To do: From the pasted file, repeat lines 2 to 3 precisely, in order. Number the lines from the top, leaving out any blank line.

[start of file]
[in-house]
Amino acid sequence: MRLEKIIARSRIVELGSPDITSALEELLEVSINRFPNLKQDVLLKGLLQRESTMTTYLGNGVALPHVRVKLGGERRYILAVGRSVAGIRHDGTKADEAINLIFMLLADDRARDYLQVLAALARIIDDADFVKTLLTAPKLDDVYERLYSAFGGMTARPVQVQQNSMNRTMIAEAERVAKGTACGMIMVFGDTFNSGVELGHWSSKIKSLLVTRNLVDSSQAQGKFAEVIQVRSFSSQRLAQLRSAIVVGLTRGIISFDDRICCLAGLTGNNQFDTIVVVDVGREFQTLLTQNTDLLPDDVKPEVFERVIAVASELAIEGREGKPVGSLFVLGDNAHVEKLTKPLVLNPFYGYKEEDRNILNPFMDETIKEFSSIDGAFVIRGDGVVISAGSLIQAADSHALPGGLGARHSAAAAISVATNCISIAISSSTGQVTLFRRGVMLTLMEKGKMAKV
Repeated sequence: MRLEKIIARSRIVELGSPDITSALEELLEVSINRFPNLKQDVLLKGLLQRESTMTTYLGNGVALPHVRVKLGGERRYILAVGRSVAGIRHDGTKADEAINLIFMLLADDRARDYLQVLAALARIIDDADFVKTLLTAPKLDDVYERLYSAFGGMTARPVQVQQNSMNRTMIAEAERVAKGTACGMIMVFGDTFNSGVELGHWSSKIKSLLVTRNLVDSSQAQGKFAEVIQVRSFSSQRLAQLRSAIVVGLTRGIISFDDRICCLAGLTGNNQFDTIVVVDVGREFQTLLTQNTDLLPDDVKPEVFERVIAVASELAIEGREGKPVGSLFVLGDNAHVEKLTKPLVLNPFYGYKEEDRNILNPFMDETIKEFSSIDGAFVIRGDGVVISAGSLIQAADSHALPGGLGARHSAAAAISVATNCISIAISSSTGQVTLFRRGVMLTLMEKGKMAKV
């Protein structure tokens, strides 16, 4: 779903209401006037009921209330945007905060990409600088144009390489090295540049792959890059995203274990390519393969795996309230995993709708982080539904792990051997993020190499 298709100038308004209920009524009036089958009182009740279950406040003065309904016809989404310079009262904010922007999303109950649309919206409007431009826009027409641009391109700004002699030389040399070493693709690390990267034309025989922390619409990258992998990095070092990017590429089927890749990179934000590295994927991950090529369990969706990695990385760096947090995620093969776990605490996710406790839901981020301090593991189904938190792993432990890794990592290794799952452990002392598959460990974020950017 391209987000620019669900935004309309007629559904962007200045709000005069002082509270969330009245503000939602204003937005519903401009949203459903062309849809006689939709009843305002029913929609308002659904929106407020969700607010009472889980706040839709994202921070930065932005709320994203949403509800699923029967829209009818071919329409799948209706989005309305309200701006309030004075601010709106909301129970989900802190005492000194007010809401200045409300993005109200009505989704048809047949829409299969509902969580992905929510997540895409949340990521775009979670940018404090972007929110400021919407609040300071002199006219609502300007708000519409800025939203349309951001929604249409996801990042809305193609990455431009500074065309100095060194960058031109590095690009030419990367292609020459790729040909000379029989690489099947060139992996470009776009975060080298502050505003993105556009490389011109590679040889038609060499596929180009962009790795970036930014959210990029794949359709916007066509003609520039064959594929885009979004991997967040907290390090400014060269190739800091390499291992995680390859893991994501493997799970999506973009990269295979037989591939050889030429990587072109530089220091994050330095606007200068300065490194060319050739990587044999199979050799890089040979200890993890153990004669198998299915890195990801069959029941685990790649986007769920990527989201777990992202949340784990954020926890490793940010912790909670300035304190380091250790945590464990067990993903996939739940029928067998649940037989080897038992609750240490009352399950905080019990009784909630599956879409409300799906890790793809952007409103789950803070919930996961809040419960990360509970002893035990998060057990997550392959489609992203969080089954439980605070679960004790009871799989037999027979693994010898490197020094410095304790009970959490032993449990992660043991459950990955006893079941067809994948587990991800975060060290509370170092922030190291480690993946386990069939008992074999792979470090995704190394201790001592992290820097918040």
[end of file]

Amino acid sequence: MRLEKIIARSRIVELGSPDITSALEELLEVSINRFPNLKQDVLLKGLLQRESTMTTYLGNGVALPHVRVKLGGERRYILAVGRSVAGIRHDGTKADEAINLIFMLLADDRARDYLQVLAALARIIDDADFVKTLLTAPKLDDVYERLYSAFGGMTARPVQVQQNSMNRTMIAEAERVAKGTACGMIMVFGDTFNSGVELGHWSSKIKSLLVTRNLVDSSQAQGKFAEVIQVRSFSSQRLAQLRSAIVVGLTRGIISFDDRICCLAGLTGNNQFDTIVVVDVGREFQTLLTQNTDLLPDDVKPEVFERVIAVASELAIEGREGKPVGSLFVLGDNAHVEKLTKPLVLNPFYGYKEEDRNILNPFMDETIKEFSSIDGAFVIRGDGVVISAGSLIQAADSHALPGGLGARHSAAAAISVATNCISIAISSSTGQVTLFRRGVMLTLMEKGKMAKV
Repeated sequence: MRLEKIIARSRIVELGSPDITSALEELLEVSINRFPNLKQDVLLKGLLQRESTMTTYLGNGVALPHVRVKLGGERRYILAVGRSVAGIRHDGTKADEAINLIFMLLADDRARDYLQVLAALARIIDDADFVKTLLTAPKLDDVYERLYSAFGGMTARPVQVQQNSMNRTMIAEAERVAKGTACGMIMVFGDTFNSGVELGHWSSKIKSLLVTRNLVDSSQAQGKFAEVIQVRSFSSQRLAQLRSAIVVGLTRGIISFDDRICCLAGLTGNNQFDTIVVVDVGREFQTLLTQNTDLLPDDVKPEVFERVIAVASELAIEGREGKPVGSLFVLGDNAHVEKLTKPLVLNPFYGYKEEDRNILNPFMDETIKEFSSIDGAFVIRGDGVVISAGSLIQAADSHALPGGLGARHSAAAAISVATNCISIAISSSTGQVTLFRRGVMLTLMEKGKMAKV